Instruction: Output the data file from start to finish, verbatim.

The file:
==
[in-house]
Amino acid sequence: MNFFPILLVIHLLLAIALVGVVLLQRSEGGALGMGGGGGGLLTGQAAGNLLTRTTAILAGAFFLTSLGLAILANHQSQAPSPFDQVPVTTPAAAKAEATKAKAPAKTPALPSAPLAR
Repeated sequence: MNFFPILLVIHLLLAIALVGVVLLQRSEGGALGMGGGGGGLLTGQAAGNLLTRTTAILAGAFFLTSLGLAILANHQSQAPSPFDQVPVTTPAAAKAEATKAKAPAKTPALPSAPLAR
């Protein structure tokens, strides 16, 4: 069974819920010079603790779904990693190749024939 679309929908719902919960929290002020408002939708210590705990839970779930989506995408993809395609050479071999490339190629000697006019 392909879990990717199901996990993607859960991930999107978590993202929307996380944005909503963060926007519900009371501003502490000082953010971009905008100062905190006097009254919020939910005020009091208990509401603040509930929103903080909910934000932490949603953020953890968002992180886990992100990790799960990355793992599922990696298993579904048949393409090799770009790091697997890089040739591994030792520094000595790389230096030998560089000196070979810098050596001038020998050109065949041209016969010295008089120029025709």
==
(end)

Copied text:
[in-house]
Amino acid sequence: MNFFPILLVIHLLLAIALVGVVLLQRSEGGALGMGGGGGGLLTGQAAGNLLTRTTAILAGAFFLTSLGLAILANHQSQAPSPFDQVPVTTPAAAKAEATKAKAPAKTPALPSAPLAR
Repeated sequence: MNFFPILLVIHLLLAIALVGVVLLQRSEGGALGMGGGGGGLLTGQAAGNLLTRTTAILAGAFFLTSLGLAILANHQSQAPSPFDQVPVTTPAAAKAEATKAKAPAKTPALPSAPLAR
């Protein structure tokens, strides 16, 4: 069974819920010079603790779904990693190749024939 679309929908719902919960929290002020408002939708210590705990839970779930989506995408993809395609050479071999490339190629000697006019 392909879990990717199901996990993607859960991930999107978590993202929307996380944005909503963060926007519900009371501003502490000082953010971009905008100062905190006097009254919020939910005020009091208990509401603040509930929103903080909910934000932490949603953020953890968002992180886990992100990790799960990355793992599922990696298993579904048949393409090799770009790091697997890089040739591994030792520094000595790389230096030998560089000196070979810098050596001038020998050109065949041209016969010295008089120029025709």